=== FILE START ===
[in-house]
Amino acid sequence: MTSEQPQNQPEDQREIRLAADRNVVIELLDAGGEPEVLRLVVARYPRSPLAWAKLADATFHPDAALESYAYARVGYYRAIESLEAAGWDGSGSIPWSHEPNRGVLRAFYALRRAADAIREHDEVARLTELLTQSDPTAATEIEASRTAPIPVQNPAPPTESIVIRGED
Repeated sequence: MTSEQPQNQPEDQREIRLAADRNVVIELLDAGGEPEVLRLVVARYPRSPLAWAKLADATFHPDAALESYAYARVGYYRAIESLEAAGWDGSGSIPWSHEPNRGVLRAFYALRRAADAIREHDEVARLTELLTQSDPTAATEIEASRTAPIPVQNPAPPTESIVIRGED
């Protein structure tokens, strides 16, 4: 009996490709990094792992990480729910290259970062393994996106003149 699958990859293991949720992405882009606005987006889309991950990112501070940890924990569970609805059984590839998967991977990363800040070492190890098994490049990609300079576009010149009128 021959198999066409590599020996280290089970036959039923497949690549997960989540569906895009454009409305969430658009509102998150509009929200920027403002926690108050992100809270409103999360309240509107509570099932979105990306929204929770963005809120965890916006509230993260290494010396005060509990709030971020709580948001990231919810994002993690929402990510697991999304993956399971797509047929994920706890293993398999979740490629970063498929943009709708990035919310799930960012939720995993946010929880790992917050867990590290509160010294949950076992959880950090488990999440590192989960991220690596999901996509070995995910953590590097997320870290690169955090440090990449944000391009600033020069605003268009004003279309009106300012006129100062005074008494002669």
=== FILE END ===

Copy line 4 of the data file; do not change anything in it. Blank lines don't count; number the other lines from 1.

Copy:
């Protein structure tokens, strides 16, 4: 009996490709990094792992990480729910290259970062393994996106003149 699958990859293991949720992405882009606005987006889309991950990112501070940890924990569970609805059984590839998967991977990363800040070492190890098994490049990609300079576009010149009128 021959198999066409590599020996280290089970036959039923497949690549997960989540569906895009454009409305969430658009509102998150509009929200920027403002926690108050992100809270409103999360309240509107509570099932979105990306929204929770963005809120965890916006509230993260290494010396005060509990709030971020709580948001990231919810994002993690929402990510697991999304993956399971797509047929994920706890293993398999979740490629970063498929943009709708990035919310799930960012939720995993946010929880790992917050867990590290509160010294949950076992959880950090488990999440590192989960991220690596999901996509070995995910953590590097997320870290690169955090440090990449944000391009600033020069605003268009004003279309009106300012006129100062005074008494002669």